While many in the art world are sitting out or cutting back on this summer’s round of international events because of slashed travel budgets, fair organizers and art dealers are still banking on Basel. Some collectors, however, citing the global downturn, have observed that it feels unseemly to go on an art-buying spree when charitable causes are in dire need, or when their friends’ fortunes have been wiped out. One tool of persuasion is the argument that the art world is an ecosystem and that, ultimately, it’s the average artists (not the Damien Hirsts) who suffer when spending stops.
For the well-heeled and the optimistic still making the journey to Switzerland, whether to buy or to window-shop, see or be seen, here are some highlights:
ART BASEL [June 10-14], in its 40th installment as the preeminent contemporary art fair, takes place at Messe Basel. Nearly 300 international galleries will feature more than 2,500 artists, ranging from modern masters to emerging talents.
The buzz of this year’s fair is “Il Tempo del Postino,” an “opera” of time-based art by some 20 artists and teams. Directed by curator Hans Ulrich Obrist and artists Philippe Parreno, Anri Sala and Rirkrit Tiravanija, the performance includes works by Doug Aitken, Matthew Barney & Jonathan Bepler, Tacita Dean, Trisha Donnelly, Olafur Eliasson, Peter Fischli & David Weiss, Liam Gillick, Dominique Gonzalez-Foerster, Douglas Gordon, Carsten Höller, Pierre Huyghe, Koo Jeong-A, Tino Sehgal and Thomas Demand, along with the artist-directors. The presentation, which premiered at the Manchester International Festival in 2007, is here organized by Art Basel, Fondation Beyeler and Theater Basel, where it will be staged in three ticketed performances.
VOLTA [June 8-13] moves to the Markthalle, five tram stops from the Messe. Some 110 galleries have been selected by the curatorial board, this year comprising Adam Budak, curator of Kunsthaus Graz and co-curator of Manifesta 7; Christoph Doswald, Zurich-based critic and curator; Tom Morton, curator at the Hayward in London; Jasper Sharp, Vienna-based curator and writer; and Stephanie Smith, curator at Chicago’s Smart Museum of Art. New York-based Lithuanian sculptor Zilvinas Kempinas has been selected to create a limited edition for the fair.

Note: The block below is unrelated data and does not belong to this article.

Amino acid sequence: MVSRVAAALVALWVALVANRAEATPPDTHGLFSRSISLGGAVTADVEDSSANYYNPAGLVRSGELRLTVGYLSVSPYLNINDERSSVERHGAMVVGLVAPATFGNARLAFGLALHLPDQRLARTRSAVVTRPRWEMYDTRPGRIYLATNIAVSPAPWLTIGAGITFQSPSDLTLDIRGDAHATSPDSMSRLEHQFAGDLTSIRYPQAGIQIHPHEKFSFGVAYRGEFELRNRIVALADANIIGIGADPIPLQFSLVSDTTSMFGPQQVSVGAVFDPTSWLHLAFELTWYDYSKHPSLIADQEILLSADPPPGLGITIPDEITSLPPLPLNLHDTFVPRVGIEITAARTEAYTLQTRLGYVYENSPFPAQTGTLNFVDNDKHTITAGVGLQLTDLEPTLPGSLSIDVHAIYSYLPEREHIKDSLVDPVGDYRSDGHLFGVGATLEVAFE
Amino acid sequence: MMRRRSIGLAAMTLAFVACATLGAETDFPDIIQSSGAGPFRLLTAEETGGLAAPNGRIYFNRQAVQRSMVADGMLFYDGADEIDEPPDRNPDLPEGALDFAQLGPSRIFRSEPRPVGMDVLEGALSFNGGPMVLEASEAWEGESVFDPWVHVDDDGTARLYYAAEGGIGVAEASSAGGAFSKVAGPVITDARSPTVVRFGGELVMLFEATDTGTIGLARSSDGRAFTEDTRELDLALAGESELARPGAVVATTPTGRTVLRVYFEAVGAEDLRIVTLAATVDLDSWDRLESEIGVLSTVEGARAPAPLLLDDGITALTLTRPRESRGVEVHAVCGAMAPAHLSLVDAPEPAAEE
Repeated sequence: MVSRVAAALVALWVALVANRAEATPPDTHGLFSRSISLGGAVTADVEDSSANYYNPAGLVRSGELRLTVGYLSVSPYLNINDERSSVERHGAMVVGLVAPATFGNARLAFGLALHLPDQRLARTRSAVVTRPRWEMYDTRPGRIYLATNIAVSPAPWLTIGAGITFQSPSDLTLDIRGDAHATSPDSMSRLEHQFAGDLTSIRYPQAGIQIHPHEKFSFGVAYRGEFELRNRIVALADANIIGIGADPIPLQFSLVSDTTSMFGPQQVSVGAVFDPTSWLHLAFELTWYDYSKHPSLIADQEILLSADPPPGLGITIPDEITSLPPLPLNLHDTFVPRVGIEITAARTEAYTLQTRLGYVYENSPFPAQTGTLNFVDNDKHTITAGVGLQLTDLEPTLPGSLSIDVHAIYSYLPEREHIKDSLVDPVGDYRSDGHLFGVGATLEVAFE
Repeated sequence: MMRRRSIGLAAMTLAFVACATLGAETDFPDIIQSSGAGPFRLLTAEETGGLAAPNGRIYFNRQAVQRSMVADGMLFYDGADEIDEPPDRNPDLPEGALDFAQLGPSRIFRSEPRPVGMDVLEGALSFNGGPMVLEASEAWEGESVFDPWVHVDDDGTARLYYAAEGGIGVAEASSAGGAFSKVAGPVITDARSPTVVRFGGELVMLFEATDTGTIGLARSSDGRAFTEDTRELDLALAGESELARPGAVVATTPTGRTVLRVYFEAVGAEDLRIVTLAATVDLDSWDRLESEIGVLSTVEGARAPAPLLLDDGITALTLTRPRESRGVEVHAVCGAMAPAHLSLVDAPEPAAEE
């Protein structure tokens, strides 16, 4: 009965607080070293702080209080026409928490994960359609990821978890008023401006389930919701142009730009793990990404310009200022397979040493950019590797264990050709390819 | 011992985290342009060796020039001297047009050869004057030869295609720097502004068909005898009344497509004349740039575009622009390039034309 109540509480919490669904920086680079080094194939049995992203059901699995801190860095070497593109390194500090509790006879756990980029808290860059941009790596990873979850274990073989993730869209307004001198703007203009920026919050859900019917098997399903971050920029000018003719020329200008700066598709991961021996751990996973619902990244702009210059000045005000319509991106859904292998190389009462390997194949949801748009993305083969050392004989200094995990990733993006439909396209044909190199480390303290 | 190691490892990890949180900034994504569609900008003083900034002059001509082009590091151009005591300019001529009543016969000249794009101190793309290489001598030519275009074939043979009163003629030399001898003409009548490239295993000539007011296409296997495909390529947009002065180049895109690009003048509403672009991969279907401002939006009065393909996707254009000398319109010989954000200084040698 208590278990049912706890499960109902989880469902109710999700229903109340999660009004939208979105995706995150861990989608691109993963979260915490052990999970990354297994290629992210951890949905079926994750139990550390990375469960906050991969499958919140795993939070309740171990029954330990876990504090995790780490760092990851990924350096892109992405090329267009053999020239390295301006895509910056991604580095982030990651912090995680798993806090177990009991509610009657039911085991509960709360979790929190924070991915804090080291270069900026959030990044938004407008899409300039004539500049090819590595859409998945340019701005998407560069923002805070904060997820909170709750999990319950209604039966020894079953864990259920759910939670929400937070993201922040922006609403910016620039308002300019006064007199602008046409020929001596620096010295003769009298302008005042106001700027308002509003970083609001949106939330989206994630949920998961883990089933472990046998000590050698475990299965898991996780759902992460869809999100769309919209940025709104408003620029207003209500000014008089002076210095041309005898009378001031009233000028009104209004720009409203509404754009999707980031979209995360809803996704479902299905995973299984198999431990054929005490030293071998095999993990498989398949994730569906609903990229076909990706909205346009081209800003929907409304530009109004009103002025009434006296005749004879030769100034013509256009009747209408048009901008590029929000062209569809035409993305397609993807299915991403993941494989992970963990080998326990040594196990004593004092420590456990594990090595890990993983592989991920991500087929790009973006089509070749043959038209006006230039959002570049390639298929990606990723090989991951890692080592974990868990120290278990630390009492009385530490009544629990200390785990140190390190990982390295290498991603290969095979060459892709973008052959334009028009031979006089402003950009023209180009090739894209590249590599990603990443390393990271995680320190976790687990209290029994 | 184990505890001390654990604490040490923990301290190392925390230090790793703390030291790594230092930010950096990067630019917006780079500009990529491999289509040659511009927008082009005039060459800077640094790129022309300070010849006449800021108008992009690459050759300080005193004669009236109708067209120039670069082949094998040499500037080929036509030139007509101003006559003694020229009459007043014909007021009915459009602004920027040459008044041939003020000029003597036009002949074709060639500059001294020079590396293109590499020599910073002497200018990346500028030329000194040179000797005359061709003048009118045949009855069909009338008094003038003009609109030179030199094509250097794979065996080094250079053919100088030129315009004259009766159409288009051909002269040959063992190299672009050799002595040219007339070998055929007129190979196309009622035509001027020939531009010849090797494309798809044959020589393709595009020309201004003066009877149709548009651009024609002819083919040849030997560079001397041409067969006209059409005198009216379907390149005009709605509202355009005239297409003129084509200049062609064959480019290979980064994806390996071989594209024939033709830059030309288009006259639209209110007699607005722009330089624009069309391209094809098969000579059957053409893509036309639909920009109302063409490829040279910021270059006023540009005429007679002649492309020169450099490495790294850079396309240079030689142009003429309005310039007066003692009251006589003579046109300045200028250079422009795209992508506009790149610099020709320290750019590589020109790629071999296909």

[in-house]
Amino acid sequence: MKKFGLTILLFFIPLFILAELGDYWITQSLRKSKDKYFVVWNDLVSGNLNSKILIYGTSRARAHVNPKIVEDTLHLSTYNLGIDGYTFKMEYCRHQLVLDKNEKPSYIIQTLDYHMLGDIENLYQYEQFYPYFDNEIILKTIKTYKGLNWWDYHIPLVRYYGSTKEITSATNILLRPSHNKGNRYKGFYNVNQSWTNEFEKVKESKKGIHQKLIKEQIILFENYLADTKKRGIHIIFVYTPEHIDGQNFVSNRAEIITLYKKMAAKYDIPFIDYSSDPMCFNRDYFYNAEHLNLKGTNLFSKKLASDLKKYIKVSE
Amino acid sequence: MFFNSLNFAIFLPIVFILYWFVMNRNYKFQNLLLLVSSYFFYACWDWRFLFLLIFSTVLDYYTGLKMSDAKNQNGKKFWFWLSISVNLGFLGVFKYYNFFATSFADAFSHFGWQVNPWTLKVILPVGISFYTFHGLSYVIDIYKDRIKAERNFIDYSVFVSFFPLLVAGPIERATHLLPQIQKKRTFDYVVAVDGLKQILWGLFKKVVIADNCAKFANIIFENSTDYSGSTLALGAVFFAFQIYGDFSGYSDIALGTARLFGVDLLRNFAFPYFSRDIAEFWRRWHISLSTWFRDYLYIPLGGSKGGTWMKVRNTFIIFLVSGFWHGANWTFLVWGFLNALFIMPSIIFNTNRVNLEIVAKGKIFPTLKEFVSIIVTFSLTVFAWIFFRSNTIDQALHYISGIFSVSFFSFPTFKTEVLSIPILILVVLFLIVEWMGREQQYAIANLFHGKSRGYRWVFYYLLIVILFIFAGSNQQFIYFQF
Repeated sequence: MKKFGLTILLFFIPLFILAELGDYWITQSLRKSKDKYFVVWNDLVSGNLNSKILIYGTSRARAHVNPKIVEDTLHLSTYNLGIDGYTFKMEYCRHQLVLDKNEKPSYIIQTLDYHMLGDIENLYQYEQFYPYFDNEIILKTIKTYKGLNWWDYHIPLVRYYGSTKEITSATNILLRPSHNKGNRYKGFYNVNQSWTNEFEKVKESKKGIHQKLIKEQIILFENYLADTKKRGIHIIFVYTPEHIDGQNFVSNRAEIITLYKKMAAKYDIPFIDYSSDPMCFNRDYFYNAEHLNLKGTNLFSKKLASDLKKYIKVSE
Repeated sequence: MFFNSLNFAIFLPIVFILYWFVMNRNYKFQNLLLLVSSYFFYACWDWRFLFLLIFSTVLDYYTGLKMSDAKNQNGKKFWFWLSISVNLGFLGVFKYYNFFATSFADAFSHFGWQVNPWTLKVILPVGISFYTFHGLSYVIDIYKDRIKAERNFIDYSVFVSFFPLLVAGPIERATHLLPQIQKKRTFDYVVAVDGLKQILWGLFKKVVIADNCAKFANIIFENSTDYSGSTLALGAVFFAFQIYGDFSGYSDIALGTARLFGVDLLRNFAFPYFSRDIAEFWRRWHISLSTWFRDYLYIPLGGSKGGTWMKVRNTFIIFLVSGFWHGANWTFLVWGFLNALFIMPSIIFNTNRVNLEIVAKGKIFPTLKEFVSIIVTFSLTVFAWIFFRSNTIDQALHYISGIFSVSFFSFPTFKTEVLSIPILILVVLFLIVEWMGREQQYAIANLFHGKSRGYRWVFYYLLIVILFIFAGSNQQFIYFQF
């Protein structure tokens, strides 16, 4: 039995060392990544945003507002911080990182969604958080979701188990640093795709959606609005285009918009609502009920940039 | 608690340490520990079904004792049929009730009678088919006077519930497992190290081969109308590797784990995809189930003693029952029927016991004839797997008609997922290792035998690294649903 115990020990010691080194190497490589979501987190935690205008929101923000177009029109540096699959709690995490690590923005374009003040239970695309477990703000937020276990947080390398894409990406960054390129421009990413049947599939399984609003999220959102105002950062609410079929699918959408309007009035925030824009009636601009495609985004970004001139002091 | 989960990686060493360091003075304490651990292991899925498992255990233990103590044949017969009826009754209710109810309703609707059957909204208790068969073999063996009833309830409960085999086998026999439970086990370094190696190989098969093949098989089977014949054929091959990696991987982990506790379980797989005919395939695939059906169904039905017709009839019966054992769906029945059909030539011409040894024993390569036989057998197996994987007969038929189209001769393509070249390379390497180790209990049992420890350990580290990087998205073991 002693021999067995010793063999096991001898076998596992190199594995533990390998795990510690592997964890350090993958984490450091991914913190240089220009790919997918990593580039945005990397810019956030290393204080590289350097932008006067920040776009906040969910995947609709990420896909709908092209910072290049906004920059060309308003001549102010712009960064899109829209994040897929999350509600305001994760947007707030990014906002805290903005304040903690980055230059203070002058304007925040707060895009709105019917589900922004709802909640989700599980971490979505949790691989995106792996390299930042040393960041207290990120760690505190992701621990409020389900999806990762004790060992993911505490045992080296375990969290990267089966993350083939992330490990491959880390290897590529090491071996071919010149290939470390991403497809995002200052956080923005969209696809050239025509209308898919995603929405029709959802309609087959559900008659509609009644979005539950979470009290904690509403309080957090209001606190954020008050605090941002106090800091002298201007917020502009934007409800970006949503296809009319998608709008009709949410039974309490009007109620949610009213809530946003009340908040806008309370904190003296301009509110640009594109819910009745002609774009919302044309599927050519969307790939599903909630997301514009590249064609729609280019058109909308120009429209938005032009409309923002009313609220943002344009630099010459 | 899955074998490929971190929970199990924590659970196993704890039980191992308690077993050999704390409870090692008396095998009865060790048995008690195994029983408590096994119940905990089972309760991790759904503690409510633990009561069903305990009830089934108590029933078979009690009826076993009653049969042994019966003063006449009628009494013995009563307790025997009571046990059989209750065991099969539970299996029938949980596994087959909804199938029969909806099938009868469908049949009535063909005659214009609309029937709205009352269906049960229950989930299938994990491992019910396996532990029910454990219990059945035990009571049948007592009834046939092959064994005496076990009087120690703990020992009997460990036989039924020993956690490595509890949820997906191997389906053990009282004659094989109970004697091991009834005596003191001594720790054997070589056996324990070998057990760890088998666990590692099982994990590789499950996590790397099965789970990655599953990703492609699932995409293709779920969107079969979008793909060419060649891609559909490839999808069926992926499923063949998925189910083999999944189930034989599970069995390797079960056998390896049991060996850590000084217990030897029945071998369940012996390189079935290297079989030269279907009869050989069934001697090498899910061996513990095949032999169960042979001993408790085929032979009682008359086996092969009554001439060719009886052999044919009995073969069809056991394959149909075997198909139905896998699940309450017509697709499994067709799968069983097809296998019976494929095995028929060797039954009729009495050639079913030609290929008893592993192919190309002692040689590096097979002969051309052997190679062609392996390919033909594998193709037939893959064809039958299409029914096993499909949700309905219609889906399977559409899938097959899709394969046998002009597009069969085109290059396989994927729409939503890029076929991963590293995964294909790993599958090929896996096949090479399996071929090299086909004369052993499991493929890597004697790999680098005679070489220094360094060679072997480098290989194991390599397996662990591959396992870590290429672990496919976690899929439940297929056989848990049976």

SCOPE [June 8-14] is also in a new location at Sportplatz Landhof, Riehenstrasse 78a, a stone’s throw from the main event. The fair will feature 90 international galleries showcasing emerging art, a number of solo or thematic group shows and a special section curated by Berlin Art Projects. New York artist Reed Barrow is creating a major installation using smoke, light and mirrors.
ART ASIA, Scope’s sister fair, opens in Basel following its debut in Miami last December. Some 100 exhibitors of contemporary Asian art will show work in tandem with the international mix at the Scope venue.
LISTE [June 9-14], with a focus on youth, has 64 galleries from 24 countries, none of the venues more than five years old and all showing artists under age 40. A performance program that changes daily will present works by nine artists. The fair is located at Burgweg 15, about a 10-minute walk from Art Basel.
Basel also has a wealth of noncommercial viewing opportunities:
MUSEUM FOR CONTEMPORARY ART, in conjunction with Art Basel, is presenting a free lecture-performance on June 13 by 2008 Turner Prize winner Mark Leckey. Also on view is “Little Theatre of Gestures,” a group show inspired by 19th-century Jamaican painter Isaac Mendes Belisario, which features works about small gestures of change. Artists include Kutlug Ataman, Isaac Mendes Belisario, Iñaki Bonillas, Gerard Byrne, Jay Chung & Q Takeki Maeda, Rodney Graham, Hilary Lloyd, Kirsten Pieroth and Susanne M. Winterling. The museum is located at St. Alban-Rheinweg 60.
KUNSTMUSEUM BASEL, St. Alban-Graben 16, is featuring “Vincent van Gogh, Between Earth and Heaven: The Landscapes,” including 70 paintings by van Gogh along with 40 by his contemporaries.
FONDATION BEYELER, is mounting an Alberto Giacometti survey with over 100 works from the family’s and international collections, along with art by Alberto’s father, Giovanni, his brother, Diego, and his uncle, Augusto. The foundation is at Baselstrasse 101.
The SCHAULAGER, Rarely open to the public and usually dedicated to contemporary art—is presenting “Holbein to Tillmans,” a show of 200 artworks created between 1500 and the present. Most of the objects hail from the collection of the Kunstmuseum Basel, which removed works from its galleries to make room for the van Gogh exhibition. The exhibition includes the titular artists as well as Cranach, Degas, Giacometti, Beuys, Warhol, Nauman and Wall. The Schaulager is at Ruchfeldstrasse 19.
KUNSTHALLE BASEL, Steinenberg 7, has a show of works by Danh Vo, the Denmark-based Vietnamese artist known for his semi-autobiographical conceptual installations, opening June 11.
KUNSTFORUM BÂLOISE, presents a show of abstract canvases by Pia Fries at the Bâloise Group headquarters at Aeschengraben 21. The insurance holding company also sponsors the Bâloise Art Prize, awarded at Art Basel.
KUNSTHAUS BASELLAND, St. Jakob-Strasse 170, is featuring a film by Javier Téllez, paintings and sculptures by Michael Bauer, and mixed-medium installations by Hagar Schmidhalter.
[All shows debut in advance of the fairs unless an opening date is provided.]
From the top: Philippe Parreno’s Postman Time, part of “Il Tempo del Postino” at Art Basel; Olafur Eliasson’s Echo House (2007) will be presented in “Il Tempo del Postino” at Art Basel.]